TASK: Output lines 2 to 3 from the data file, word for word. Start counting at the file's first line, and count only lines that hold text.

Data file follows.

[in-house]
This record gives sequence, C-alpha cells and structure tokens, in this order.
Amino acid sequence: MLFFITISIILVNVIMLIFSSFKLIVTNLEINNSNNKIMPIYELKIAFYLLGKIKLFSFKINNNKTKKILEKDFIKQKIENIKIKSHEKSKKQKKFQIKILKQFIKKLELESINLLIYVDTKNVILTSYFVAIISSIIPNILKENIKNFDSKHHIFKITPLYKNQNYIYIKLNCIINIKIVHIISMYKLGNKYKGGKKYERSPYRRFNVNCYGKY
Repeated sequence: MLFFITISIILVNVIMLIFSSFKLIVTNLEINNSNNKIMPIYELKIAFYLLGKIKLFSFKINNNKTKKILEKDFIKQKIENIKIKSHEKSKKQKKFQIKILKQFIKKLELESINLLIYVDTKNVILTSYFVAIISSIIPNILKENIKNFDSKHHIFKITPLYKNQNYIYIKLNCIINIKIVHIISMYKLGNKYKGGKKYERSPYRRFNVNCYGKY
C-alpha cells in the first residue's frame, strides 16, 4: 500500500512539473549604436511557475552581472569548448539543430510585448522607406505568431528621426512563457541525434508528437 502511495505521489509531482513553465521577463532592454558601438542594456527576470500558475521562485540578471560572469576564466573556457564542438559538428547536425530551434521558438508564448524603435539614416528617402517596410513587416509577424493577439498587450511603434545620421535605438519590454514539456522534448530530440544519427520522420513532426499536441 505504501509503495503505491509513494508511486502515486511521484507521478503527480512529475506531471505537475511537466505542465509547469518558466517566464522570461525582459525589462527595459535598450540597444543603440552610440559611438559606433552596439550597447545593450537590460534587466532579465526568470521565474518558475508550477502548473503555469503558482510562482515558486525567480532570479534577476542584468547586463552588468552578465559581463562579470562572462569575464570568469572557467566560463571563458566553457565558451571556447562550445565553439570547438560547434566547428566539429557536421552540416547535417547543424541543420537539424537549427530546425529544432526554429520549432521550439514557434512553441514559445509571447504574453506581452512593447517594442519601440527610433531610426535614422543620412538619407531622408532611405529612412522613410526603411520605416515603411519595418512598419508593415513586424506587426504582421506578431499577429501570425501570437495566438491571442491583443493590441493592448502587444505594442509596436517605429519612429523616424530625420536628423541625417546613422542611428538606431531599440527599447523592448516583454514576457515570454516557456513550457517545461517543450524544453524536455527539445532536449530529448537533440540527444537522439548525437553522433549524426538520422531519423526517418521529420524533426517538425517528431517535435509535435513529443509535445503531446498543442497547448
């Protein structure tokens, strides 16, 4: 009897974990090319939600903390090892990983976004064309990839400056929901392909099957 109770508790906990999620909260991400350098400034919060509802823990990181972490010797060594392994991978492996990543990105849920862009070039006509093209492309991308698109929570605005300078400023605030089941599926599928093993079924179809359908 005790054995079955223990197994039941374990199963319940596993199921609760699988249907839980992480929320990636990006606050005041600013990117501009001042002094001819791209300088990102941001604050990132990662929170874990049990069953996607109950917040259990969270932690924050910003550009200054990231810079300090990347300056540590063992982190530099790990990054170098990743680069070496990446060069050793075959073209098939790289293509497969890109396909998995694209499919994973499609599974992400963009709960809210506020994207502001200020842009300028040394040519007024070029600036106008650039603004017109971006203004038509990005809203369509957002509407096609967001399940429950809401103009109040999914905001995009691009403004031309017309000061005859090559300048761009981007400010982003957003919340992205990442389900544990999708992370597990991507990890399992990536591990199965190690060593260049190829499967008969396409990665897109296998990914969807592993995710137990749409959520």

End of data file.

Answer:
This record gives sequence, C-alpha cells and structure tokens, in this order.
Amino acid sequence: MLFFITISIILVNVIMLIFSSFKLIVTNLEINNSNNKIMPIYELKIAFYLLGKIKLFSFKINNNKTKKILEKDFIKQKIENIKIKSHEKSKKQKKFQIKILKQFIKKLELESINLLIYVDTKNVILTSYFVAIISSIIPNILKENIKNFDSKHHIFKITPLYKNQNYIYIKLNCIINIKIVHIISMYKLGNKYKGGKKYERSPYRRFNVNCYGKY